How Much Should You Confess About Your Past?

Guidelines for Living Daily Devotional

August 8, 2019

If I regard iniquity in my heart, the Lord will not hear me.  Psalm 66:18, KJV

The issue never really goes away:  How much should you confess to your husband or wife about your past life?  Or even your present life?  Following a series dealing with the consequences of infidelity, we were bombarded with several variations of the same question.  One person wrote, "I have confessed my sins to the Lord and truly experienced the joy of His forgiveness as I claimed His blessings, but I always thought I did not need to confess to my husband or to anyone.  Am I wrong to believe that I'm completely forgiven of my sins even without having to confess this to my husband?"

First, confront the issue of confession and God's forgiveness.  The Bible says that sin means you have violated God's standard.  You have gone astray "as sheep" turning from His will to your selfish will, and because you have sinned against Him, your confession of wrongdoing needs to be to Him.  And what does God do?  He forgives you and treats the offense as though it had never happened.  John wrote, "If we confess our sins, he is faithful and just and will forgive us our sins and purify us from all unrighteousness" (1 John 1:9).  That's good news in any language.

In Isaiah 43:25, God gave a promise.  He says, "I, even I, am he who blots out your transgressions, for my own sake, and remembers your sins no more." OK, so God doesn't remember, but you do.

Many feel that if they don't confess infidelity to a husband or a wife, God will not forgive them either.  Actually, this is a gray area.  God's forgiveness doesn't depend upon your confession to anyone but to Himself.  So, should you "tell everything?"

True, there is a feeling of purging when you confess; but the damage that it may do to your relationship – that includes the pain of betrayal that your spouse will feel – may well offset the emotional good that comes by your feeling better about confessing what you have done.  If you have broken off a relationship, put the wrong behind you, and know it is under the blood, forgiven by God and your heart has been cleansed by His Spirit; then put the affair behind you once and for all.  If you feel you must confess, talk to a trusted professional--a pastor, a counselor, a spiritual leader who will keep your confidence.  But again, if you are reasonably sure that your husband or wife will find out, you had better be the one to tell him or her--not someone else.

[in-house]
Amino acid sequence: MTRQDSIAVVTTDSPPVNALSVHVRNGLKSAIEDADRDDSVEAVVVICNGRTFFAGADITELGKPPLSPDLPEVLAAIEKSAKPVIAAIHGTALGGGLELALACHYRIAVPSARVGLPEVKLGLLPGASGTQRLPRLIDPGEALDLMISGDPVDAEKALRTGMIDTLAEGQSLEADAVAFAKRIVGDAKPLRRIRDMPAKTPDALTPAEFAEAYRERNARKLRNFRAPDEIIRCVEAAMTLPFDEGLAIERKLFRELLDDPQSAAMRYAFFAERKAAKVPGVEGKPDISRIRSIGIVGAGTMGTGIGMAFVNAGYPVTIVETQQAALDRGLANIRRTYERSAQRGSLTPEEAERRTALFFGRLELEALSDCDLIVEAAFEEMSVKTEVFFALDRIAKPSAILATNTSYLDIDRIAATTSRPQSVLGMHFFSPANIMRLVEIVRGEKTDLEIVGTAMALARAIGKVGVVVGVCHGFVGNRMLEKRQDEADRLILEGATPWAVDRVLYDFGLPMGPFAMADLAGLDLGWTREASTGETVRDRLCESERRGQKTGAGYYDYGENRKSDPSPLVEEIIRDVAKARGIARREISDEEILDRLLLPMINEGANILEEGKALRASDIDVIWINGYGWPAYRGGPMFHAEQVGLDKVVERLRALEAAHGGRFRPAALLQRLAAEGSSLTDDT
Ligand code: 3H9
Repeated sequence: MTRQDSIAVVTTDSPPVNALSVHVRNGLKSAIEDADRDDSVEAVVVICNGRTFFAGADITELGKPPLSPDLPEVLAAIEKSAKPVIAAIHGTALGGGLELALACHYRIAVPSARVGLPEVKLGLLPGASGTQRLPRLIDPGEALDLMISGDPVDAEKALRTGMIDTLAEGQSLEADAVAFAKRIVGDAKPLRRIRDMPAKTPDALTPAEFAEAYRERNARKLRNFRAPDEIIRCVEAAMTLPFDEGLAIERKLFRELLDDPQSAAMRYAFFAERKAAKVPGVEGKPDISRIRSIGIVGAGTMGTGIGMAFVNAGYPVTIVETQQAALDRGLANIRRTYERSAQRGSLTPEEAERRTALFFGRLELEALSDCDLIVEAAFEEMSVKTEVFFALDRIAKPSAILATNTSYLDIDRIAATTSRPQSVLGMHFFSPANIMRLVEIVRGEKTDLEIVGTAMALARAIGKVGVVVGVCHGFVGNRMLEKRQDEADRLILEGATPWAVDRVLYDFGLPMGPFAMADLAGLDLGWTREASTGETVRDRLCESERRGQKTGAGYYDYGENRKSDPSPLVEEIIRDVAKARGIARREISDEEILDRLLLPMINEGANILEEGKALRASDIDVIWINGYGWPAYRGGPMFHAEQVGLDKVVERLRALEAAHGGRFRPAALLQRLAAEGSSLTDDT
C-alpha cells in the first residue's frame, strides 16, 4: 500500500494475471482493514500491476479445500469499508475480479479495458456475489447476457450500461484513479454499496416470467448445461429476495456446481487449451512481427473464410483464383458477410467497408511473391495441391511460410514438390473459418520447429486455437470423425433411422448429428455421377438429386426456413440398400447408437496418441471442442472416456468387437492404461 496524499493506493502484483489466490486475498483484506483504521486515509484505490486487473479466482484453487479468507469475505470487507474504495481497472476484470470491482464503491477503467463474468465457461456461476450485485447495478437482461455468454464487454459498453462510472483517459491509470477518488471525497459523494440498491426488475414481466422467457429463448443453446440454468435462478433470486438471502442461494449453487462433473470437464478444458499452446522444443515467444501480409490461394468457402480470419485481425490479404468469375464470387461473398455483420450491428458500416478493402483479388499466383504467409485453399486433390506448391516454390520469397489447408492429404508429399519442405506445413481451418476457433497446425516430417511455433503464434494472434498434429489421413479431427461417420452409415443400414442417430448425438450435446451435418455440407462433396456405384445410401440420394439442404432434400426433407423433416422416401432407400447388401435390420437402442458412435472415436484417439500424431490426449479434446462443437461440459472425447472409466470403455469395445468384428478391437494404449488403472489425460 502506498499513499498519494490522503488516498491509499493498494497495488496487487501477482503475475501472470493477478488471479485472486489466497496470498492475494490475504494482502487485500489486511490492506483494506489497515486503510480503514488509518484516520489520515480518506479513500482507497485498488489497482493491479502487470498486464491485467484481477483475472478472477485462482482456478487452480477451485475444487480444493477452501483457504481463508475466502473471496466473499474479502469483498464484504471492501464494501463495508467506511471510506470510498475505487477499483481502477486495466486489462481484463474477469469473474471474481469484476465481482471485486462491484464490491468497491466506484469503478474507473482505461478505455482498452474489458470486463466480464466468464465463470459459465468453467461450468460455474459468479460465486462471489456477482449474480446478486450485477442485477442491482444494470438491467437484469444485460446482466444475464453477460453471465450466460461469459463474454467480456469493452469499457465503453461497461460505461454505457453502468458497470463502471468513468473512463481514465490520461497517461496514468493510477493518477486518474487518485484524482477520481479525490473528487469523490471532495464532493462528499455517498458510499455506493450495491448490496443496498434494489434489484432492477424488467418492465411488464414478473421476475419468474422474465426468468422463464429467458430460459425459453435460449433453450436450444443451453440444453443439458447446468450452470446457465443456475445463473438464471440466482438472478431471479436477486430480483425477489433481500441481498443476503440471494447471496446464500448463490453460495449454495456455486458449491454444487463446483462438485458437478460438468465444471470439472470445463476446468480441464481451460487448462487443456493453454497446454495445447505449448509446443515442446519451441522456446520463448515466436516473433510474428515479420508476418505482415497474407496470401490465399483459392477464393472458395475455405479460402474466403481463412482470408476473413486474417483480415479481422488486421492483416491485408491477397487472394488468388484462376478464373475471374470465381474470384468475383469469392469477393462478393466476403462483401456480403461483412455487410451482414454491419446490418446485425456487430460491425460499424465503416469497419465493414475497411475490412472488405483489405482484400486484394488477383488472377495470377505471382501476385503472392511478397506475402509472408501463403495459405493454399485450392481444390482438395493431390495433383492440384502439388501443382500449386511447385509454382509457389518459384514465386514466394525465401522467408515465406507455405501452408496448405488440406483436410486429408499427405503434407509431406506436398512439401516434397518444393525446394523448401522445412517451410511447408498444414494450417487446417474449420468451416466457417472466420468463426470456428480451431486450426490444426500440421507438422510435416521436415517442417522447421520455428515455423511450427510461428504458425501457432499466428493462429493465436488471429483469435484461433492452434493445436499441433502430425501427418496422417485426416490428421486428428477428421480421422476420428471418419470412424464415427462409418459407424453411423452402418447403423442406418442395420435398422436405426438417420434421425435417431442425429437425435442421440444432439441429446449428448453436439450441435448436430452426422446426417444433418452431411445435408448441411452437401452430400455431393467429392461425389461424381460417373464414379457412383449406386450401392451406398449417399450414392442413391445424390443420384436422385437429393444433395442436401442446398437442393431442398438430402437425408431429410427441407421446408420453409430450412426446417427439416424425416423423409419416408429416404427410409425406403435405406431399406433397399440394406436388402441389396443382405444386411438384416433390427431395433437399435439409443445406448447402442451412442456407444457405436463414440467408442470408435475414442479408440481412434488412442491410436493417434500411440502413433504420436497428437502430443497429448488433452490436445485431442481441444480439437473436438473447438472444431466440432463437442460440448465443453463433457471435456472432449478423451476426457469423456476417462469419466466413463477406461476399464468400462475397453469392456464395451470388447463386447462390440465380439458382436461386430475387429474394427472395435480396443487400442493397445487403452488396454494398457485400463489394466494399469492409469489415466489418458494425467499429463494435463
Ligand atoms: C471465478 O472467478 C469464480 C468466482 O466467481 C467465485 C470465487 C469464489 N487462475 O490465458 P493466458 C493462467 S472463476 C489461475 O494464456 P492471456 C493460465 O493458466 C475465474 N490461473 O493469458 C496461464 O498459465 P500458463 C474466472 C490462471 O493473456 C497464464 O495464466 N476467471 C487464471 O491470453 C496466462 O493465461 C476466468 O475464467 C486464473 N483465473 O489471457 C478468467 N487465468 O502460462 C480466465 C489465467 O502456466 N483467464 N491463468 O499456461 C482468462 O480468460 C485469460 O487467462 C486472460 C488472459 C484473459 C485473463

With confession, there is usually reason to shut things off, so if you lack the strength to say goodbye forever, you had better get help – whether it comes from your mate or someone else who will hold you accountable.  So, the issue of what or what not to say is not always clear, but what you need to do is clear, and that is to close the door forever to a relationship which you know is wrong.  Then make straight paths for your feet.  My father-in-law, Guy Duffield, used to say that secret sin should be confessed secretly, private sin should be confessed privately, and public sin should be confessed publicly.  So you have to decide where you are, ask God for strength and then do right.

The Psalmist said, "If I regard iniquity in my heart, the Lord will not hear me" (Psalm 66:18), meaning where there is wrongdoing and I hold on to it, God doesn't hear me.  The relationship is crippled and I need to confess to Him and turn to Him for help and strength.  It's still true.

Resource reading:  Psalm 51:1-19


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